BP plc (ADR) (BP), Exxon Mobil Corporation (XOM) and The Russian Bet

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Since 2013 started, I have been recommending. As a matter of fact, I made myself a shareholder. As a responsible investor I have been researching the company andits investments. Talking about investments, one of BP (NYSE:BP)’s current biggest bets is its 19.75% ownership of Russian oil giant. British Petroleum got this share of Rosneft when it sold its 50% stake in for $12.5 billion in cash and its current portion of Russia’s new energy champion.

BP plcIn the future, this newly acquired asset could become British Petroleum’s most valuable. Moreover, from Rosneft’s currently low valuation level, British Petroleum’s potential gains are great. Let’s take a look at why is it that I hold this relatively rare view.

When Igor Sechin, Rosneft’s chief executive, bought TNK-BP for $55 billion, he turned Rosneft into a true giant. Nowadays, the company is the world’s biggest listed energy group measured by total production (at 5 million barrels of oil equivalent per day) and proven reserves. The deal that merged TNK-BP with Rosneft created a company that accounts for 5% of oil’s global daily production. The company had already gone though a trans-formative period when it acquired Yukos back in 2004, a deal that doubled its daily production capabilities.

More importantly, Rosneft holds the most relevant exploration rights in the Arctic Ocean. A place where all big oil/gas companies such as Exxon Mobile Corporation (NYSE:XOM) or Statoil ASA(ADR) (NYSE:STO) are intending to go hunt for much needed reserves. Both those aforementioned companies have already signed deals with the Russian energy giant to explore for oil and gas in the Arctic Ocean and the list of interested parties just grows every day. Overseas companies need the resources that Rosneft can bring to the table while the Russian company needs the cash and technology that more experienced enterprises can provide. I feel many deals are coming and Rosneft (and hence British Petroleum) are set to benefit from them.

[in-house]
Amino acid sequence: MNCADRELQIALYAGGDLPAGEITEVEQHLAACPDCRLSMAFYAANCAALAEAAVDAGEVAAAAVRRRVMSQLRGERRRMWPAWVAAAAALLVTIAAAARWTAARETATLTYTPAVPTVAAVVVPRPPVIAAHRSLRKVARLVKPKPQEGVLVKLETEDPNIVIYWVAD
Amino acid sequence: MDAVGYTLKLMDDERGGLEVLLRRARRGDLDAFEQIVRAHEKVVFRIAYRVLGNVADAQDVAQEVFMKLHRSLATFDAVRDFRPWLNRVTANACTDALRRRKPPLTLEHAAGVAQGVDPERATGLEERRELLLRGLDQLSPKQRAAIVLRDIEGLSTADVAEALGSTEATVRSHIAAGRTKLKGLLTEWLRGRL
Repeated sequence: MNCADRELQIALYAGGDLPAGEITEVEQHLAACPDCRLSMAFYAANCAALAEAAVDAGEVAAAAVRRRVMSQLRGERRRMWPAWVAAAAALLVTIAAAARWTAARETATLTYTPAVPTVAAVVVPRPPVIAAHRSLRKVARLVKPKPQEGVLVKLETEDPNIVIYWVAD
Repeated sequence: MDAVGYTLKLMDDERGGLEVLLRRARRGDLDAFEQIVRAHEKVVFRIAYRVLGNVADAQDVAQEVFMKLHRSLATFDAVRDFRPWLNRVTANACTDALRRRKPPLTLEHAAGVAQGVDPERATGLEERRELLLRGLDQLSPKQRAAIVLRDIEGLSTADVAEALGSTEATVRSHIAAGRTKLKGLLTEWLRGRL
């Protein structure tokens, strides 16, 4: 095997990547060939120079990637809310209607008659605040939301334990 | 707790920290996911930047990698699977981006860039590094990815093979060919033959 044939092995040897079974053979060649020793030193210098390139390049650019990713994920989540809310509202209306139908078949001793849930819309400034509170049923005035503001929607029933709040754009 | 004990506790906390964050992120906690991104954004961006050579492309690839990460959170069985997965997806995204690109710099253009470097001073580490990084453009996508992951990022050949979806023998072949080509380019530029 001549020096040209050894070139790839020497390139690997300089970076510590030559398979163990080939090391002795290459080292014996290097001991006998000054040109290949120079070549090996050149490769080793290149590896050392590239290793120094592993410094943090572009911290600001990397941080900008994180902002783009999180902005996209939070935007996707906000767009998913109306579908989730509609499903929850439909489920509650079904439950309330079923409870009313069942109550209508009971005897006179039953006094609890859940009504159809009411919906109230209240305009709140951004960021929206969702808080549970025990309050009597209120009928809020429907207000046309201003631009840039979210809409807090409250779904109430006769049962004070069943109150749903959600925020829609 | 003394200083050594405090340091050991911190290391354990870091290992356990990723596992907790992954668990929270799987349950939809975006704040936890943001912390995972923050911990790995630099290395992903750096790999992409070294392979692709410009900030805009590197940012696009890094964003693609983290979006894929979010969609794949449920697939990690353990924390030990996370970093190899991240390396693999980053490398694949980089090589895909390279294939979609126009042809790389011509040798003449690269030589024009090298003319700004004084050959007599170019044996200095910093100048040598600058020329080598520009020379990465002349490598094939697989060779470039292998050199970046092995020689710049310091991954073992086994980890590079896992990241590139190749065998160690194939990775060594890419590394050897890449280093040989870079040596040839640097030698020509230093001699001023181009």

Market expectations are set very low

Even a mediocre reality can satisfy very low expectations. Following my train of thought and given the low current market valuation for Rosneft, it looks like British Petrolum’s shareholders will be more than happy about their one fifth stake in the Russian company. Let’s compare Rosneft’s valuation metrics next to its main partners.

2013 Price/Earnings : While Rosneft has an expected multiple of 4.7, British Petroleum has an expected multiple of 8.5. Exxon and Statoil have even higher multiples at 10.8 and 8.4, respectively.

2013 EV/EBITDAX (which excludes exploration costs): While Rosneft has an expected multiple of 4.5 (in line with Statoil), British Petroleum has an expected multiple of 4.9. Exxon has even higher multiple at 7.1.

As we can see from the figures above, Mr. Market doesn’t expect much from Rosneft. I think such low expectations can produce nothing but good surprises. Good surprises can be translated into higher share prices and therefore mark to market earnings for British Petroleum.

No free lunch

Milton Friedman used to say “there is not such a thing as a free lunch”. He was right. British Petroleum’s deal with Rosneft has great upside potential but also two major risks.

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